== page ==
Relativity Media spirals into bankruptcy; on the hunt for a buyer

Ryan Kavanaugh, left, founder and CEO of Relativity Media, attends the premiere last year of “The Best of Me” with company President Tucker Tooley.
Ryan Kavanaugh, left, founder and CEO of Relativity Media, attends the premiere last year of “The Best of Me” with company President Tucker Tooley.
(Chris Pizzello / Associated Press)

Movie mogul Ryan Kavanaugh’s Relativity Media is on the hunt for a buyer as the beleaguered film and TV studio has spiraled into bankruptcy, a move that marks a historic retreat for the Hollywood impresario.

The 11-year-old studio behind movies such as “Limitless” and “The Social Network” and TV shows including MTV’s “Catfish” is hoping to avoid a fraught and protracted process as it restructures its business. Relativity owes some $320 million to creditors.

Kavanaugh entered the film business as a highflying entrepreneur with a promise to shake up Hollywood with a combination of savvy deal-making and mathematical formulas to avoid box-office bombs. But with a heavy debt load and a weak film slate, the company has found itself against a wall.


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The company said the bankruptcy process will enable it to continue operating while getting its financial house in order. This week the company eliminated 75 of its 350 full-time positions. It will also wind down its fashion business, one of many non-film units into which Kavanaugh expanded over the years.

The Chapter 11 filing does not include Relativity Sports, Relativity EuropaCorp Distribution and Relativity Education — businesses in which Relativity is not a majority owner.

“The actions we are announcing today will protect our valuable franchise and allow us to emerge as a stronger, more focused company,” Kavanaugh, Relativity’s chief executive and chairman, said in a statement.

Kavanaugh will continue to lead the company through the bankruptcy process, and clearly hopes that it will emerge unscathed. He may make his own bid for the company, according to people close to the matter who were unauthorized to speak.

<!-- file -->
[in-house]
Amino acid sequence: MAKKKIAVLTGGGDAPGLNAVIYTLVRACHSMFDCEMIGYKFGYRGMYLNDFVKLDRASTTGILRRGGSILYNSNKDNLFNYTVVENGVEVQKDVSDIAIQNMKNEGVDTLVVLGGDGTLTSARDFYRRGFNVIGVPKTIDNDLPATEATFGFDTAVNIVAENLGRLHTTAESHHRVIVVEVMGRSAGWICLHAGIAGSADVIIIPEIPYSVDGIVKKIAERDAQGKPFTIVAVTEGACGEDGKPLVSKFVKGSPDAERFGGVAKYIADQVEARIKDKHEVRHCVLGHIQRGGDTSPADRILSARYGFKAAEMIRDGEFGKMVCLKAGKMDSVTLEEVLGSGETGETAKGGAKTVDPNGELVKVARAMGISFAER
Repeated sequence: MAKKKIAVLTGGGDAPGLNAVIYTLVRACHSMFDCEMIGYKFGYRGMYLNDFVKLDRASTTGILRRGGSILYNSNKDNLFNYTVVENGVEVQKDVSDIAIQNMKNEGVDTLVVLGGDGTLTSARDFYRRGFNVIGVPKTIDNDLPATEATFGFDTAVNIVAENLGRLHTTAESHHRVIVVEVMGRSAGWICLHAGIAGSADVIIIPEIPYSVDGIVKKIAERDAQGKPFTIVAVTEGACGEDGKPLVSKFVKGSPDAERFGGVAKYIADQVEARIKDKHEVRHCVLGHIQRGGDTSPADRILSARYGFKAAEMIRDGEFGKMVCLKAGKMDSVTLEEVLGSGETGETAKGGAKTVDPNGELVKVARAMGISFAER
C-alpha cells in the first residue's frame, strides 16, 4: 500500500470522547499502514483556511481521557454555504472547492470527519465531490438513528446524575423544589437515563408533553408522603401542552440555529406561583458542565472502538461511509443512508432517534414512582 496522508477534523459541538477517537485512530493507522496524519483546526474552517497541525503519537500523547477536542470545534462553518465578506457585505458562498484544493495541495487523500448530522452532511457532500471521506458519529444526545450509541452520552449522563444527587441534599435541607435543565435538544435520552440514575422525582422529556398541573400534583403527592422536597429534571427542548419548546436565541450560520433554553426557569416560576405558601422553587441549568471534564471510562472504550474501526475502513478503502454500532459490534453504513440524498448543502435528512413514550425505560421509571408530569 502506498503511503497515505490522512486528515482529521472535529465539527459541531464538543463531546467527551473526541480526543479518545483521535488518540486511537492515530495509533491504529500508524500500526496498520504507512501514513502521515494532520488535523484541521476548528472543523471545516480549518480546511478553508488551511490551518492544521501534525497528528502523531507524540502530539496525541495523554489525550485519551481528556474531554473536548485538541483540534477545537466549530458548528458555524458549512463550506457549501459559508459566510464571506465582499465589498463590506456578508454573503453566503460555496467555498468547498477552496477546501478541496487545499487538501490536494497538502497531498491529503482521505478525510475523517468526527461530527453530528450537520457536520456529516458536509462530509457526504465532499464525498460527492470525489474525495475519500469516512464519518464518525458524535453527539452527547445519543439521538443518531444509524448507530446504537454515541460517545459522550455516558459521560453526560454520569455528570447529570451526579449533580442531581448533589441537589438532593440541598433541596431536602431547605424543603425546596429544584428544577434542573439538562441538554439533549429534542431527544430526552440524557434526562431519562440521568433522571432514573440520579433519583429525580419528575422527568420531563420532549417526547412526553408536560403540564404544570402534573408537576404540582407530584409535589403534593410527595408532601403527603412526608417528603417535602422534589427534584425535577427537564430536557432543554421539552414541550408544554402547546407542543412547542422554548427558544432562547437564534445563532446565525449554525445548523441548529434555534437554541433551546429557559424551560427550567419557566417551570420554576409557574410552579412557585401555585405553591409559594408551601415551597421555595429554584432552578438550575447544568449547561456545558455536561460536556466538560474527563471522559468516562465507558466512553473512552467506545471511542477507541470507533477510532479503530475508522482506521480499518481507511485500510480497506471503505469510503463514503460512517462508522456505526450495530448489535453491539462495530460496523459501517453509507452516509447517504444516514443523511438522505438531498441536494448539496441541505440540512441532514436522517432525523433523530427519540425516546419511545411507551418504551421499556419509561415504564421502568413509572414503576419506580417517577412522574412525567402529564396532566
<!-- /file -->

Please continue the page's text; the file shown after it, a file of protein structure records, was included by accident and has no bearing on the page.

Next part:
However, an auction of Relativity could lure rival entertainment companies to enter the bidding process. Big television and film studios might try to scoop up pieces of Relativity, or even specific TV or film projects.


Some of Wall Street’s big hedge funds and private equity firms are also considered to be potential buyers. For instance, firms such as TPG Capital have shown an increasing interest in Hollywood with an investment in mega-talent agency CAA and some film studios.

Big Chinese media and investment firms have also shown a keen interest in Hollywood lately. Conglomerate Dalian Wanda Group and e-commerce giant Alibaba have looked into deals or partnerships with studios.

Relativity has a number of lucrative film projects that have been temporarily put on hold as the company faced down financial troubles. It still plans to release its biggest films, the Zach Galifianakis-Kristin Wiig comedy “Masterminds” and the Halle Berry action flick “Kidnap,” but did not say when they would hit theaters.

The fates of the many other movies on its slate — including the horror film “Before I Wake,” directed by Mike Flanagan, and “The Bronze,” purchased from Sony at Sundance — remain up in the air. The studio is likely to unload multiple projects, according to people with knowledge of the matter.

In at least one case, Relativity reached a deal with a producer to give back the rights to a film. David Boies, a Hollywood lawyer who also is a producer, was able to do this with his upcoming movie “Jane Got a Gun” in the days leading up to the bankruptcy filing.

Boies feared that Relativity’s financial problems would have made a timely wide release for the film next to impossible.

“That was obviously going to be a problem given the reorganization they’re going through right now,” Boies said. “We thought it would make sense for both parties to get the film back and move it forward with someone else. We’re trying to figure out what’s going to happen and when over the course of the next couple of weeks.”

Relativity said its TV show “Limitless,” based on the 2011 Bradley Cooper movie of the same name, will still debut on CBS in the fall. The value of reality shows such as “Catfish” could be attractive to potential buyers. Relativity said it would continue to develop versions for audiences outside the U.S., as well as its sequel “Truce,” which is currently in production.

Blackstone Group, the New York private equity giant, has been hired to manage the auction for Relativity’s assets.

Kavanaugh had been scrambling in recent weeks to come up with the money that would pay off debt owed to creditors such as Anchorage Capital Group but ultimately could not keep the lenders at bay. Making matters worse, Relativity has failed to put out a breakout hit since 2013, when it released the Nicholas Sparks-based romance “Safe Haven.”

Relativity said it made an agreement with an entity set up by a group of its lenders to make a starting bid at an undisclosed price to kick off the auction process. The company hopes a sale will close by early October.

A quick sale would be ideal for the company, said bankruptcy law experts.

“You don’t want to have the company sit there and have its best employees leave and have companies that might work with them go elsewhere,” said Mark S. Scarberry, a law professor at Pepperdine University who specializes in Chapter 11.

Meanwhile, the firm said it has secured $45 million in financing from lenders to keep running while in bankruptcy.

The company is seeking further loans to pay for the marketing of movies that it plans to release.


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